Mitt Romney raised at least $875,000 during his visit to Minnesota tonight. The presumptive Republican nominee for president attended two fundraisers. Roughly 350 people gave between $2,500 and $10,000 to attend a fundraiser at the Lafayette Country Club in Minnetonka Beach. Couples who contributed $50,000 attended a private dinner at the Shorewood home of Cambria CEO Marty Davis.
“This is a campaign about the soul of America,” GOP presidential candidate Mitt Romney said. “I want to keep this country the shining city on a hill, the strong and vibrant nation that has inspired the nation and people all over the globe. I need your help to have that happen.”
Romney’s Minnesota visit was brief. He held no public events and focused all of his time attending the two fundraisers. He encouraged donors to energetically back his campaign.
“You’ve written checks, I need you now to go out and find somebody who voted for Barack Obama – there are a few here in Minnesota,” Romney said, as the crowd laughed. “I need you to find them and convince them to join our team. Not because they’re Republican or Democrat, but because this is the time to say what America is. And if you do, we’re going to take back our country.”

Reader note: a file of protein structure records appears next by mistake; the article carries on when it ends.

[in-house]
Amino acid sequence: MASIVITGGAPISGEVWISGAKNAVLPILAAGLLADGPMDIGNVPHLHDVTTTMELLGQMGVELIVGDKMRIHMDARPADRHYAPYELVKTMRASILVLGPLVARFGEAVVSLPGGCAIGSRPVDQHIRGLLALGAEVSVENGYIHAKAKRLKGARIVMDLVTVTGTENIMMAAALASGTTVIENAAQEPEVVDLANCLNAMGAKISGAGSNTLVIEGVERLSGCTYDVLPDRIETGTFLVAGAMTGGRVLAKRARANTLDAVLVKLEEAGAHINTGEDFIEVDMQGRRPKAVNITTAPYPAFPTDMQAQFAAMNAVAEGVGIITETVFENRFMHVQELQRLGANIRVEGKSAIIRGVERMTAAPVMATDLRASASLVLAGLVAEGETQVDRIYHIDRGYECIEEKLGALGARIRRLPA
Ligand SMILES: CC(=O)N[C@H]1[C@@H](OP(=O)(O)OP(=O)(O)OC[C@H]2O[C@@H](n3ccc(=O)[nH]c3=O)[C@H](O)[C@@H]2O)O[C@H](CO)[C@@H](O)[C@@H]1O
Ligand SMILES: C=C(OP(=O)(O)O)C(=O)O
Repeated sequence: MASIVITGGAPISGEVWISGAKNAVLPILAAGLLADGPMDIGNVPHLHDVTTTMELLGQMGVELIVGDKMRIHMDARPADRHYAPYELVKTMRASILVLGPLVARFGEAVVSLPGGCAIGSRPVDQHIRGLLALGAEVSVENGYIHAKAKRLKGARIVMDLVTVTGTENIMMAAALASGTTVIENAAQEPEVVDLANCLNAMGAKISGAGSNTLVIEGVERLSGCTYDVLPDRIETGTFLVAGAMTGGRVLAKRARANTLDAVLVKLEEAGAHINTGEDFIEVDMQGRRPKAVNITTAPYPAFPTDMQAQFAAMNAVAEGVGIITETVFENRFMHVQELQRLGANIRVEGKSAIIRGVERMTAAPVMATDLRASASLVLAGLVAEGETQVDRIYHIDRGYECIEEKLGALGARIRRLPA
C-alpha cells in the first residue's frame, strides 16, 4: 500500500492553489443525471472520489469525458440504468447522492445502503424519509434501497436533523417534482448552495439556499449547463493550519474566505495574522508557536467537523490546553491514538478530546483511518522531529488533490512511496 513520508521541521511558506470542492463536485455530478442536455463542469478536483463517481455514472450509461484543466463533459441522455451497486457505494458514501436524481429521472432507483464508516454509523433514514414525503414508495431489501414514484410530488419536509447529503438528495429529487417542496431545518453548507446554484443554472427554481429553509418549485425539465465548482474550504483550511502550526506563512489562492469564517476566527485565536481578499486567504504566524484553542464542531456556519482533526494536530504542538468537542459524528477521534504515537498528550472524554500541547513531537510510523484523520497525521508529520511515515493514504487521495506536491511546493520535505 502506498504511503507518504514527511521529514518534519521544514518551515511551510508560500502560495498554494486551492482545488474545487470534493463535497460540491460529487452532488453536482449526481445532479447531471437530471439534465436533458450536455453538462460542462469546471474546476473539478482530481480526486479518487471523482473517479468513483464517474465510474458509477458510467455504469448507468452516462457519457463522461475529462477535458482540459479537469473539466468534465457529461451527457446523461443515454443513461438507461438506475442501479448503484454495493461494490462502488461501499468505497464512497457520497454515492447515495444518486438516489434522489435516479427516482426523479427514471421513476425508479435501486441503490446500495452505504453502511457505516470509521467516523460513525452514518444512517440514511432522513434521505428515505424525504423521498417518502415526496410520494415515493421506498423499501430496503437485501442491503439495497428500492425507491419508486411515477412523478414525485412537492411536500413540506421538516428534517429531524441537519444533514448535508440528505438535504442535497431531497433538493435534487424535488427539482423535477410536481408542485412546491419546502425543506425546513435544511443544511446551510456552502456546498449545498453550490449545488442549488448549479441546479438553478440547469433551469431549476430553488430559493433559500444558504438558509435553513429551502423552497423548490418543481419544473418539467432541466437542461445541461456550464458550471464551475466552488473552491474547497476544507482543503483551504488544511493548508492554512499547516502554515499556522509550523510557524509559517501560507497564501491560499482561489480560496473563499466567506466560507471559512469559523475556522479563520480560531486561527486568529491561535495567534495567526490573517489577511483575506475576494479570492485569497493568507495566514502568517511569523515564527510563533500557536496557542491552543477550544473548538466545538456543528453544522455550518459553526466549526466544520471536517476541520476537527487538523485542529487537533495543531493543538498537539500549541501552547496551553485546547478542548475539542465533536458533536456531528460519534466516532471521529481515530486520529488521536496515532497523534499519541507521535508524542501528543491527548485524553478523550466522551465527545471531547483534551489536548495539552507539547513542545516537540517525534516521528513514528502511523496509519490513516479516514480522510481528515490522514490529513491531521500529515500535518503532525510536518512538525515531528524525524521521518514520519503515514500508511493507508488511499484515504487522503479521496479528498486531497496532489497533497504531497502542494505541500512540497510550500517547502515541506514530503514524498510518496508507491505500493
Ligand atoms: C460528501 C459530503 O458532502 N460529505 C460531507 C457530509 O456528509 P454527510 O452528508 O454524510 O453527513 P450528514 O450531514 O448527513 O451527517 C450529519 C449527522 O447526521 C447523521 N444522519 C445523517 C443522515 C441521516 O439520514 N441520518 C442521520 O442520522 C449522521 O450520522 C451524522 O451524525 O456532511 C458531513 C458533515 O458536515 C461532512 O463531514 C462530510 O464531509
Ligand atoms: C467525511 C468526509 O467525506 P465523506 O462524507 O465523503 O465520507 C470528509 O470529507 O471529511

The crowd in the country club ballroom included former Gov. Tim Pawlenty and an array of past, present and aspiring GOP politicians. Former U.S. Sen. Norm Coleman also attended the fundraiser, as did U.S. Rep. John Kline, R-MN, and Republican U.S. Senate candidate Kurt Bills.
“This is Mitt Romney’s time,” Coleman said, to cheers and applause from the crowd. “Barack Obama’s time is over.”
Romney’s decision to hold no public events during his Minnesota trip is a sign that he may not be too optimistic about his chances in the state.
Attorney Andy Brehm, who served as former Sen. Norm Coleman’s press secretary, said polling shows President Obama is beating Romney in Minnesota but that could change quickly. He talked with reporters outside the Minnetonka Beach fundraiser.
“If you look back in 2000, George W. Bush didn’t consider Minnesota competitive really until the last two weeks when he actually came and campaigned here and did relatively well but didn’t win the state,” Brehm said. “I’m sure the governor’s campaign is keeping a good eye on the state but right now polls suggest that he’s probably best spending time elsewhere.”
Roughly 100 people protested outside the private Lafayette Club. Kimberly Matt of St. Louis Park says Romney isn’t concerned about the entire country.
“Romney’s a businessman and he would treat us all like we’re customers and the customers who pay the most get the best service. That’s the way it works.”
Democrats also criticized Romney for his stance on education. At a news conference in St. Paul earlier in the day, Minneapolis Mayor R.T. Rybak criticized Romney for attending only private events.
“Mitt Romney has been a candidate and would be a president who would lock himself in rooms with the ultra rich, give them big tax breaks and not listen to the voices of all of America,” Rybak said.
Romney’s visit comes just two days after Vice President Joe Biden held campaign rallies in Minneapolis and Rochester.
Update: A national pool report says Romney said during his remarks that “Big business is doing fine” – a line that parrots President Obama’s “The private sector is doing just fine” quote from earlier this year.
(Report includes Pool Report material)